THE HUNTER and Central Coast AFL regions are set for major change in 2019, after AFL NSW/ACT announced they would move to implement a new governance and investment model in the upcoming season.

After the success of regional stars like Isaac Heeney and Pippa Smyth, the state organisation has turned its attention to “fostering the rich talent pool” north of Sydney, beginning with a proposed club-owned single league governance model.

It’s a move that AFL NSW/ACT believes will provide key benefits for Hunter and Central Coast clubs, as well as stakeholders in the area, and will provide “significant increased investment” with aims to “reduce costs and provide support for clubs”.

The state organisation’s beliefs are held by many in the regional area as well, and Warners Bay Bulldogs’ president Mark Philpott said his club “welcomed the key changes” coming in the near future.

The Bulldogs’ president believes the move will facilitate the “family club” atmosphere that teams across the Hunter have been striving for, and looks forward to the day when “mothers, fathers, sons and daughters are all with one club for their entire playing career”.

“We are trying to grow the entire game, and make people players, and turn them into fans, and to have everyone enjoy the sport as a family,” he said. “To have everything under one roof and with one league will mean that we can make moves forward that suit everybody involved.”

“A lot of the time there are decisions made at the moment that effect the seniors and it works for them, but then it effects the juniors too and it doesn’t work so well for those teams.”

Philpott explained that the recent explosion of popularity with women’s football left the junior system struggling to decide age cut-offs, and the clubs struggled all the more due to the senior grades having different ideas on when girls were ready to make the “next step up”.

“Two years ago we had one girls team and now we have four, and the popularity is amazing, but it led to a struggle in deciding what age groups the junior leagues would have, and we hit a lot of roadblocks because decisions were made in a bubble,” he explained.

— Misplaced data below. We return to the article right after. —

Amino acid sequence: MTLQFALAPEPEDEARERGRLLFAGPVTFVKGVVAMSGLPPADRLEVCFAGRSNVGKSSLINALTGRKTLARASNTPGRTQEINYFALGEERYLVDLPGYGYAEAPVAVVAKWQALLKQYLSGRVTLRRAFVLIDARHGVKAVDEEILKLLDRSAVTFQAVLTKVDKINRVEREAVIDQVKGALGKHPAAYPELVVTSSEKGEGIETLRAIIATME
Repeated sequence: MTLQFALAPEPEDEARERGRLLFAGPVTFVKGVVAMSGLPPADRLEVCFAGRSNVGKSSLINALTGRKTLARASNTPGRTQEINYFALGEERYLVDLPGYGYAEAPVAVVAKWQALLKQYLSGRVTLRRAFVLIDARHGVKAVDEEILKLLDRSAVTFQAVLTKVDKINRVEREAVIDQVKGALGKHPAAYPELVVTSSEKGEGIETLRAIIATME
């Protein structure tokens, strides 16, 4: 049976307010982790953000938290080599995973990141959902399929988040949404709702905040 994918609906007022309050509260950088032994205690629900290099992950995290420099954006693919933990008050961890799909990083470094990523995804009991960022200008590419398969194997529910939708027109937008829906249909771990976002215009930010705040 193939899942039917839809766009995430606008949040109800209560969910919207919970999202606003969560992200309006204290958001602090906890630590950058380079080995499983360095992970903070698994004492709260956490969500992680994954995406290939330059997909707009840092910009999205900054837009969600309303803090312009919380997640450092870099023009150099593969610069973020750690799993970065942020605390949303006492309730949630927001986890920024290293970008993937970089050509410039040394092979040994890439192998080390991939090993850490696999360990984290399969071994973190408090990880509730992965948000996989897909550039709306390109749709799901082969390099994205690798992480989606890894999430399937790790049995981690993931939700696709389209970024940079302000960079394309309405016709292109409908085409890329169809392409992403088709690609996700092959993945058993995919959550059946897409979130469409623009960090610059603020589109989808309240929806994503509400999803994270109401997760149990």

“It would be far better if we were all talking together, and I believe that’s what AFL NSW/ACT coming in to assist the region will do – decisions will be made outside those ‘isolated bubbles’ and it will be better for the players, the clubs and the game as a whole.”

According to officials within the state organisation, the new league governance model will manage both the senior and junior football competitions in the region, and will provide independent governance through the implementation of clubs as the only voting members.

That implementation comes in the form of a seven-member board that would manage the league, with four of the members elected by local clubs to keep voting control in the hands of the teams that make up the competitions.

It’s a big step, state media manager Jonathan Drennan​ admitted, but one that is “crucial” to fostering the “rich talent pool” in the areas north of Sydney.

“The Hunter and Central Coast region has been identified as a region with significant potential, but there has been low player transition between juniors and seniors, due to resourcing levels and the existing league structures,” Drennan explained.

“After quite a number of months of consultations with the leagues and the clubs in 2017, AFL NSW/ACT secured significant AFL funding for the region to capitalise on this opportunity. We want to create really, really clear pathways from junior to senior footy. We want to put everything in the one house so that we can use that investment.”

Drennan also explained the organisation is looking for “expressions of interest” from the local governing bodies to join a working party, and said AFL NSW/ACT wants to have a “smooth transition” alongside AFL Hunter Coast and the Black Diamond AFL for the upcoming season.